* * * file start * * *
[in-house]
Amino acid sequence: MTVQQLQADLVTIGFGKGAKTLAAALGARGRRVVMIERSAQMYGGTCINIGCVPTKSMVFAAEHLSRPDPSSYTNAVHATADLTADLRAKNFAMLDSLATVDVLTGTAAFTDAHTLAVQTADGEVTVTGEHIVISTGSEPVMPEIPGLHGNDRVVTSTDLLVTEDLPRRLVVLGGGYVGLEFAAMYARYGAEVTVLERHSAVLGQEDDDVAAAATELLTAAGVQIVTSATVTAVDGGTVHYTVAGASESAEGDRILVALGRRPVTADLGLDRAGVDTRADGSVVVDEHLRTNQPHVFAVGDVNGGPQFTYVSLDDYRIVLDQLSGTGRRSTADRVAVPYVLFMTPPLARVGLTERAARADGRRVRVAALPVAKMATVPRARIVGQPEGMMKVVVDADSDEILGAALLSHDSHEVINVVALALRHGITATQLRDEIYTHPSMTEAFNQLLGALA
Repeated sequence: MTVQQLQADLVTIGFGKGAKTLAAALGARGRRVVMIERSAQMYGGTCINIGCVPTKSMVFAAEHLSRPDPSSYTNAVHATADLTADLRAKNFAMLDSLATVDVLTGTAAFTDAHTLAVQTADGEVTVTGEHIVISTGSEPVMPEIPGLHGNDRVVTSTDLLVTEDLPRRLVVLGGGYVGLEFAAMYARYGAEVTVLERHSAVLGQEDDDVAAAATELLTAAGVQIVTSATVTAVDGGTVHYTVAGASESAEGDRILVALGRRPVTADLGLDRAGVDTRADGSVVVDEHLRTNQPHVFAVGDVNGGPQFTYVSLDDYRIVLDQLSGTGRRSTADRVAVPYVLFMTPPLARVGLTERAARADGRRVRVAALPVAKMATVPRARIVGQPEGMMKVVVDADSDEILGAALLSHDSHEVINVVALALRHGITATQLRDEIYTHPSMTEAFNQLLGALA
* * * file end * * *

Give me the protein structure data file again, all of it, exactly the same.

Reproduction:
[in-house]
Amino acid sequence: MTVQQLQADLVTIGFGKGAKTLAAALGARGRRVVMIERSAQMYGGTCINIGCVPTKSMVFAAEHLSRPDPSSYTNAVHATADLTADLRAKNFAMLDSLATVDVLTGTAAFTDAHTLAVQTADGEVTVTGEHIVISTGSEPVMPEIPGLHGNDRVVTSTDLLVTEDLPRRLVVLGGGYVGLEFAAMYARYGAEVTVLERHSAVLGQEDDDVAAAATELLTAAGVQIVTSATVTAVDGGTVHYTVAGASESAEGDRILVALGRRPVTADLGLDRAGVDTRADGSVVVDEHLRTNQPHVFAVGDVNGGPQFTYVSLDDYRIVLDQLSGTGRRSTADRVAVPYVLFMTPPLARVGLTERAARADGRRVRVAALPVAKMATVPRARIVGQPEGMMKVVVDADSDEILGAALLSHDSHEVINVVALALRHGITATQLRDEIYTHPSMTEAFNQLLGALA
Repeated sequence: MTVQQLQADLVTIGFGKGAKTLAAALGARGRRVVMIERSAQMYGGTCINIGCVPTKSMVFAAEHLSRPDPSSYTNAVHATADLTADLRAKNFAMLDSLATVDVLTGTAAFTDAHTLAVQTADGEVTVTGEHIVISTGSEPVMPEIPGLHGNDRVVTSTDLLVTEDLPRRLVVLGGGYVGLEFAAMYARYGAEVTVLERHSAVLGQEDDDVAAAATELLTAAGVQIVTSATVTAVDGGTVHYTVAGASESAEGDRILVALGRRPVTADLGLDRAGVDTRADGSVVVDEHLRTNQPHVFAVGDVNGGPQFTYVSLDDYRIVLDQLSGTGRRSTADRVAVPYVLFMTPPLARVGLTERAARADGRRVRVAALPVAKMATVPRARIVGQPEGMMKVVVDADSDEILGAALLSHDSHEVINVVALALRHGITATQLRDEIYTHPSMTEAFNQLLGALA